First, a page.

Ion charged dielectrics are a class of thin-film material that possess a permanent charge. The charge storage capability of these materials makes them essential to a wide range of applications, from telecommunications to air filters and biomedical devices. At Oxford Materials, we have developed new methods to produce substantial concentrations of charge in dielectric thin films, in to fully exploit their potential in making of devices. This project aims to discover new dielectric-ion combinations and apply them to the manufacture of optoelectronic devices, like solar cells, photodetectors, and photodiodes. The project will involve establishing a reproducible and controllable method of growing nanometre scale thin films using different synthesis methods, followed by delivery of new precursor ions, and their drive in into the dielectric. After the methodology is stablished the novel ion-charged dielectric systems can be integrated into devices, and their performance will need to be characterised. This project requires hands-on electrical and optical measurements of materials, as well as data processing, analysis, and modelling of the observed current transport characteristics. Ultrathin dielectric films will be employed in the next generation of silicon solar cells to produce architectures with minimum losses. As such this project feed in the Lab’s aim of improving future photovoltaics technology to help accelerate the green energy transition.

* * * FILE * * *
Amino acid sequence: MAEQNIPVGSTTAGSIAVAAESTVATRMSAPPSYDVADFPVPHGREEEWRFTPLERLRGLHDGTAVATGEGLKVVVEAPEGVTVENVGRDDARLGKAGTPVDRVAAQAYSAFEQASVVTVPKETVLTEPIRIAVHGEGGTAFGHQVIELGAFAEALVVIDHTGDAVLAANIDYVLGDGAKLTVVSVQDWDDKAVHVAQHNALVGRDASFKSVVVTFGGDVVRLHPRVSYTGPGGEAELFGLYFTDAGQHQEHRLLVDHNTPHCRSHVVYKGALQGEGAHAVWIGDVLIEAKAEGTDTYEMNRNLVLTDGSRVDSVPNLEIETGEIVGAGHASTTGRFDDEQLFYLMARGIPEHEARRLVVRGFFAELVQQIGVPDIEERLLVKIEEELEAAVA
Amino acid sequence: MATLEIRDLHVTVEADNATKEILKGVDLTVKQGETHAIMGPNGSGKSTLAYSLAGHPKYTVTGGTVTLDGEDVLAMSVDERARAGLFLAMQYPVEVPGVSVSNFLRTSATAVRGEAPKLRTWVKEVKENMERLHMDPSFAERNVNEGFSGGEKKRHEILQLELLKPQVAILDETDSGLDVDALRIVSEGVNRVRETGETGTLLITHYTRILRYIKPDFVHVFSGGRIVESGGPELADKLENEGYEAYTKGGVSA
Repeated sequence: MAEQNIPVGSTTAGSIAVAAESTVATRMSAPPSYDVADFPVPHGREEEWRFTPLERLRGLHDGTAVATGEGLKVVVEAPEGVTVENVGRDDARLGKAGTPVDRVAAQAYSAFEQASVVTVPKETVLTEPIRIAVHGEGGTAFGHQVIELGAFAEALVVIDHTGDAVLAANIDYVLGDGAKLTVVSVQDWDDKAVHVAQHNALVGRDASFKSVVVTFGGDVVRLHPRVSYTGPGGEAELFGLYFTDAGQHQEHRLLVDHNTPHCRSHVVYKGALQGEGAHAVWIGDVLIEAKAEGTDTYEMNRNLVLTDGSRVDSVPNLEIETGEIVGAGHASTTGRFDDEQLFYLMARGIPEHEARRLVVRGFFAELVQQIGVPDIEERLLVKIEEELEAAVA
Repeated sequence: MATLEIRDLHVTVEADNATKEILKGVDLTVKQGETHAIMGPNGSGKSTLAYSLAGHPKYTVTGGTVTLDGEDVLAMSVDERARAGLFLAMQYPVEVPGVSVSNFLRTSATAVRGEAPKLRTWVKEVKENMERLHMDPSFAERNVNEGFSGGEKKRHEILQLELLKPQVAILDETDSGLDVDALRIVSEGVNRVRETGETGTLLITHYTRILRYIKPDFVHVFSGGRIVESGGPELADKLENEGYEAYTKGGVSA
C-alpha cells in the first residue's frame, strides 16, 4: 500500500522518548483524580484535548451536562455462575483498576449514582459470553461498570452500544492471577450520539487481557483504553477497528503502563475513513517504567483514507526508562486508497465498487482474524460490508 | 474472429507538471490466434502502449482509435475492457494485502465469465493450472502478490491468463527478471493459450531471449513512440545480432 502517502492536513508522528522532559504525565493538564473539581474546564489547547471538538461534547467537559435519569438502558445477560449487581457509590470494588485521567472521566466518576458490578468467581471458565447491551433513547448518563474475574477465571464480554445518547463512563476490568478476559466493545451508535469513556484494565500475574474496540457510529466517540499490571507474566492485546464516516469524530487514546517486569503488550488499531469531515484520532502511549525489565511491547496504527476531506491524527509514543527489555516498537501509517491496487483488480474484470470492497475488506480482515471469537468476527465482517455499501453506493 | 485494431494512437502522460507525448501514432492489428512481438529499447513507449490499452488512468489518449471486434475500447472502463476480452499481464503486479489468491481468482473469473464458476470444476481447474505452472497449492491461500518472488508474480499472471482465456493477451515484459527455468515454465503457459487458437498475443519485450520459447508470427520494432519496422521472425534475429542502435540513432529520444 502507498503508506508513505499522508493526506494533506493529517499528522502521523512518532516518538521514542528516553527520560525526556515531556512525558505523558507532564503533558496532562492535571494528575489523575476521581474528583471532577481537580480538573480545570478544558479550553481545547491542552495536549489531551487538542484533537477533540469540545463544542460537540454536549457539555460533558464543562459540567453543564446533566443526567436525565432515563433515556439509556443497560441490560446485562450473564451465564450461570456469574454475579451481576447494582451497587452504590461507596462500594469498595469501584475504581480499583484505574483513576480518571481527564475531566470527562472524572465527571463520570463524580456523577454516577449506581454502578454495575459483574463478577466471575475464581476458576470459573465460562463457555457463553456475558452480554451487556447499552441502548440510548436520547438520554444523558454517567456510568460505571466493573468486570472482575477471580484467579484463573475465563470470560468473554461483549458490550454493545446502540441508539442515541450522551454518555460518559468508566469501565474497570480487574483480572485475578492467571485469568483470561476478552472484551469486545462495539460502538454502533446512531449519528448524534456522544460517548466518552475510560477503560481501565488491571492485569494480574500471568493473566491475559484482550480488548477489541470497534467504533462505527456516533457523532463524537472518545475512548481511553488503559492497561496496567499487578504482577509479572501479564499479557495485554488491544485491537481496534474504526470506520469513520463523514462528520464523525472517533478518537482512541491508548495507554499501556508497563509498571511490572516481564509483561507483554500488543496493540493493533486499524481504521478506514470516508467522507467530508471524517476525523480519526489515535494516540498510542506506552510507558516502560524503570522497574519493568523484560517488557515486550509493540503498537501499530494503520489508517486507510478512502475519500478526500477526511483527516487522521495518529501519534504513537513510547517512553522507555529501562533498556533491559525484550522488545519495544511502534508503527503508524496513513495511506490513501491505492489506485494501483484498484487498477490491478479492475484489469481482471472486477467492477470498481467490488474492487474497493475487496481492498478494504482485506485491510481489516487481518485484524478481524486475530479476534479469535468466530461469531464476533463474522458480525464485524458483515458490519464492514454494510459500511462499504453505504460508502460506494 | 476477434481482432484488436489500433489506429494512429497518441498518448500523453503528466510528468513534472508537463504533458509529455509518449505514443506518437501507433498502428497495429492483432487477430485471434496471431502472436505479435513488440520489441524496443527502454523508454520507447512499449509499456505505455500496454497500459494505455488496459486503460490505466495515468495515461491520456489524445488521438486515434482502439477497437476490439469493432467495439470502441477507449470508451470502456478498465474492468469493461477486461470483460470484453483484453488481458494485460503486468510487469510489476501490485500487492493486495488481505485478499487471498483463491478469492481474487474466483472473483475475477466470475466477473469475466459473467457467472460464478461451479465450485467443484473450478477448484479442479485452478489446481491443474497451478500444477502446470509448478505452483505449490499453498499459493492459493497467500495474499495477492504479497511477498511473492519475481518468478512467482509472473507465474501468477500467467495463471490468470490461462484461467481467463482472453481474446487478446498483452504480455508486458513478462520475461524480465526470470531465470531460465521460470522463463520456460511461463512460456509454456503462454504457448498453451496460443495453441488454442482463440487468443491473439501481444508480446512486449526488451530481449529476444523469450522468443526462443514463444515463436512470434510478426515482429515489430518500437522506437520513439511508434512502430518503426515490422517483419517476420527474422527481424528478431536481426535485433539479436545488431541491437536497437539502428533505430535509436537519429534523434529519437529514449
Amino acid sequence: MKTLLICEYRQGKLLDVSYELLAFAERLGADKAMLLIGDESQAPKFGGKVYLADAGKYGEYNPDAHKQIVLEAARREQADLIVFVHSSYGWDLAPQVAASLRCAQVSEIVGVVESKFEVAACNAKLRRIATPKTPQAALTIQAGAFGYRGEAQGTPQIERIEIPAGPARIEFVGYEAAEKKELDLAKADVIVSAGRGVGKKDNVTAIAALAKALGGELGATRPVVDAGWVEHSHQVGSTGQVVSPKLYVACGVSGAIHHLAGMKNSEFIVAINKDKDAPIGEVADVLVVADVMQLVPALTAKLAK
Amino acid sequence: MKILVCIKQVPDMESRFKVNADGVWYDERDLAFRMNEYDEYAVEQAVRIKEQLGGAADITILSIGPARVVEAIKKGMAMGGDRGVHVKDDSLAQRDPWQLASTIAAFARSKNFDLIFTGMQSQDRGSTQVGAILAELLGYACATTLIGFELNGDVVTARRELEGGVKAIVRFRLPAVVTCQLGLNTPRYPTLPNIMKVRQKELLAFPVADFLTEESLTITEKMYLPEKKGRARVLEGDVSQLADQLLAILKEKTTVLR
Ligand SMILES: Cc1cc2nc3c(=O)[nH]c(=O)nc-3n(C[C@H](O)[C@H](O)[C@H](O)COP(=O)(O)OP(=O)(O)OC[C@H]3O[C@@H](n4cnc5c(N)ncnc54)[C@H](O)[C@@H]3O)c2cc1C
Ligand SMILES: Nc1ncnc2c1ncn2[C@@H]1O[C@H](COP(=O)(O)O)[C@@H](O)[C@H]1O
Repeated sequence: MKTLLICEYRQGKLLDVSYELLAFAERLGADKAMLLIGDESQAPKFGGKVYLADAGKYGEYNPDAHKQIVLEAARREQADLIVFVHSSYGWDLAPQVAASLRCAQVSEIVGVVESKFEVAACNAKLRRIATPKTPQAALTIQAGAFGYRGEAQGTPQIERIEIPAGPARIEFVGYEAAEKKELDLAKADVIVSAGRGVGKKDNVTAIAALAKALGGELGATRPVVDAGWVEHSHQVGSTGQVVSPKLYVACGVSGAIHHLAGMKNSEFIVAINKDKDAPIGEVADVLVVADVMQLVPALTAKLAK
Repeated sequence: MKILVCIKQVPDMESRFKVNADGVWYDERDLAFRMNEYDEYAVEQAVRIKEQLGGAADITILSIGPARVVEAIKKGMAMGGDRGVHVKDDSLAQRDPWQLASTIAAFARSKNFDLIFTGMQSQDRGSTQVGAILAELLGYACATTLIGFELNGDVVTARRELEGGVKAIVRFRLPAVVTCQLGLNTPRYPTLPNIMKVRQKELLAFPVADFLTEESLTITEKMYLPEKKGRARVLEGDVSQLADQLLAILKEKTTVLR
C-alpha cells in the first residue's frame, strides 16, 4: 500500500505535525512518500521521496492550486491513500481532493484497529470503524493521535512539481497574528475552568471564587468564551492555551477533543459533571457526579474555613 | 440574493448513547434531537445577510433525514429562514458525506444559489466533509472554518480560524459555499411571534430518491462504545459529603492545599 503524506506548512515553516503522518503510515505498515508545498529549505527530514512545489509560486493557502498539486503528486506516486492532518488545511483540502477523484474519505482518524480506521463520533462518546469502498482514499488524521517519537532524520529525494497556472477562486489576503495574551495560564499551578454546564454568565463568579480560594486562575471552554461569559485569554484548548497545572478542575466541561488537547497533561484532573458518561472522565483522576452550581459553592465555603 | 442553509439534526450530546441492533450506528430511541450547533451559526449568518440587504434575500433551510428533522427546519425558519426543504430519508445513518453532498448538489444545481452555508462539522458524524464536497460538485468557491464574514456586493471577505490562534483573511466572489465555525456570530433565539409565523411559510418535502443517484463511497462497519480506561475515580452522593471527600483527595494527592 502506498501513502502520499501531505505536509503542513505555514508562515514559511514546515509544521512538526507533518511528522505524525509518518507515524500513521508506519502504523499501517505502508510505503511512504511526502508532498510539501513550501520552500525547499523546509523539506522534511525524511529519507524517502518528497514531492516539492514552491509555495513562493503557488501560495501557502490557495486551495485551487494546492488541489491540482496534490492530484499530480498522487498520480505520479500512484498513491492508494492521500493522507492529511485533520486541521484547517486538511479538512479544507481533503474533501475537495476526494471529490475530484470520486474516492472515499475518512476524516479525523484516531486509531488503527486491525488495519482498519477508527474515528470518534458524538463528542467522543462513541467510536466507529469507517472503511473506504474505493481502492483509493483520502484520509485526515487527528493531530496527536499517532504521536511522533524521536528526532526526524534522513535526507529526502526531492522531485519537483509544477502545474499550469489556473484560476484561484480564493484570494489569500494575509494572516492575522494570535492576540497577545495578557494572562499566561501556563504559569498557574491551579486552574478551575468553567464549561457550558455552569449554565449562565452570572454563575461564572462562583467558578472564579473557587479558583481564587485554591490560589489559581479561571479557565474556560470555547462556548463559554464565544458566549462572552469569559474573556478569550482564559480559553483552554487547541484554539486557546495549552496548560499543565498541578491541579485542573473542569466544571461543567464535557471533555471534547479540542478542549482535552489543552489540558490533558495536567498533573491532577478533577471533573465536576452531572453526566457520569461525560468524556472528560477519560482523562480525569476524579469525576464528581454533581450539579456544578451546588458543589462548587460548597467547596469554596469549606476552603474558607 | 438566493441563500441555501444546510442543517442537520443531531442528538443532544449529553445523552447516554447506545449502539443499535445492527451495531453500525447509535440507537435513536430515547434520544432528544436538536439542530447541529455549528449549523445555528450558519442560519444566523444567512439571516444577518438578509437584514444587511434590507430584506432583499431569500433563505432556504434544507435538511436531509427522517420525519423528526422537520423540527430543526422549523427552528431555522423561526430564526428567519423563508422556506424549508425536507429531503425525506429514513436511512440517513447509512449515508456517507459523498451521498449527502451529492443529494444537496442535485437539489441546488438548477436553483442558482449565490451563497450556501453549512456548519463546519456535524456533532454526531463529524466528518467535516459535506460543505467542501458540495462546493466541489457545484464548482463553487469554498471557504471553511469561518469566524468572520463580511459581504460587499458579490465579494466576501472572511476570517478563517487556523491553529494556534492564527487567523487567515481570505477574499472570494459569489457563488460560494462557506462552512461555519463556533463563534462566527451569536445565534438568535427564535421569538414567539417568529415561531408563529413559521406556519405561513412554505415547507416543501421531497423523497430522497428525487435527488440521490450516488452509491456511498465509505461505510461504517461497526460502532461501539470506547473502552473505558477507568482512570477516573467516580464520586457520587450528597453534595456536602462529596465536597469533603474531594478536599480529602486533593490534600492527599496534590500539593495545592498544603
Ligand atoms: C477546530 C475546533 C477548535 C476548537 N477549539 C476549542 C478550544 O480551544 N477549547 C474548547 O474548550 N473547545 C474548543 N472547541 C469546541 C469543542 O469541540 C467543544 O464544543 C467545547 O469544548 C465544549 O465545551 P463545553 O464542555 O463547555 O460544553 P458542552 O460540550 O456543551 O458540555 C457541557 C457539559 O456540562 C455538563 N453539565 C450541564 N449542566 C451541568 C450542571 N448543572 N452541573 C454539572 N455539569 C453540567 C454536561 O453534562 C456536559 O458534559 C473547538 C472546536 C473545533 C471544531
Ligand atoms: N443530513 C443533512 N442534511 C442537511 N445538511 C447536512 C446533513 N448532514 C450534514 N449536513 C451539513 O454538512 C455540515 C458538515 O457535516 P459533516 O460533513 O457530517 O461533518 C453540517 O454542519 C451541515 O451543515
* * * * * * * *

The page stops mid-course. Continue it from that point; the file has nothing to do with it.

The description above outlines a possible new research project being offered to prospective new postgraduate students.